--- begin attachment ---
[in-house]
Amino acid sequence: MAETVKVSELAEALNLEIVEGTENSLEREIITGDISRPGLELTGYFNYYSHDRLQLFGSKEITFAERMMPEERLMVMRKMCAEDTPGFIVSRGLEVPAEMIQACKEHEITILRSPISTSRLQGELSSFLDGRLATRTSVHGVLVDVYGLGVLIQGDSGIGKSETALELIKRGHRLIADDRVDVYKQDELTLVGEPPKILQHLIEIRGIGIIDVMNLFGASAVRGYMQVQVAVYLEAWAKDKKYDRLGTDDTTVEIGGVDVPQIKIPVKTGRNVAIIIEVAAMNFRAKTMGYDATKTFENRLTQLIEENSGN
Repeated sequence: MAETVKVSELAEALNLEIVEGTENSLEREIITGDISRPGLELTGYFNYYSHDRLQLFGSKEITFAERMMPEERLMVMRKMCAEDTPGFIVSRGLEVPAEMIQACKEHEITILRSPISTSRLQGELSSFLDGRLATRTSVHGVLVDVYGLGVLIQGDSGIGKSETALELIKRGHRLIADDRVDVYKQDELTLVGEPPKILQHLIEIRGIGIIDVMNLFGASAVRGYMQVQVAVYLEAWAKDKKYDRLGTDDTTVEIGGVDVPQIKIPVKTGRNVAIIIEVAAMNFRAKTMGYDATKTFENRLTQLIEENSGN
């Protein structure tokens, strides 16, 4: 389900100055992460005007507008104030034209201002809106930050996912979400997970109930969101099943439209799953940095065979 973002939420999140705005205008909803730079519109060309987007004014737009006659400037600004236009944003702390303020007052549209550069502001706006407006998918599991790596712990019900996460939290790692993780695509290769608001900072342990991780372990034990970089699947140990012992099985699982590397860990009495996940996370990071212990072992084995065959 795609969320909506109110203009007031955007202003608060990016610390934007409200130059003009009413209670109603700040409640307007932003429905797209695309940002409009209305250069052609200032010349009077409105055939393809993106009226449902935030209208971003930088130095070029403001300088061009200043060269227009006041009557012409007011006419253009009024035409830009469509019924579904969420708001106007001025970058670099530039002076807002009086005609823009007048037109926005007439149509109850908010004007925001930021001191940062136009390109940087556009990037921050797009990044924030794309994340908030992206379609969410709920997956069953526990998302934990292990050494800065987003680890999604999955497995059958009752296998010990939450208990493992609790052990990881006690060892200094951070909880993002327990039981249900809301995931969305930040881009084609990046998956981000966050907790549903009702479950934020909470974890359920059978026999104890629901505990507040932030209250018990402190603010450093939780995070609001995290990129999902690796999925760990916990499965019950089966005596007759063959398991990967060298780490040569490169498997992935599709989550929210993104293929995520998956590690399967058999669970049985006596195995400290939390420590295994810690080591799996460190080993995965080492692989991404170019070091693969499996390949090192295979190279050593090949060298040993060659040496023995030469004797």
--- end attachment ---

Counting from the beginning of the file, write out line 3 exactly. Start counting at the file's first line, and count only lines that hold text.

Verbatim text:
Repeated sequence: MAETVKVSELAEALNLEIVEGTENSLEREIITGDISRPGLELTGYFNYYSHDRLQLFGSKEITFAERMMPEERLMVMRKMCAEDTPGFIVSRGLEVPAEMIQACKEHEITILRSPISTSRLQGELSSFLDGRLATRTSVHGVLVDVYGLGVLIQGDSGIGKSETALELIKRGHRLIADDRVDVYKQDELTLVGEPPKILQHLIEIRGIGIIDVMNLFGASAVRGYMQVQVAVYLEAWAKDKKYDRLGTDDTTVEIGGVDVPQIKIPVKTGRNVAIIIEVAAMNFRAKTMGYDATKTFENRLTQLIEENSGN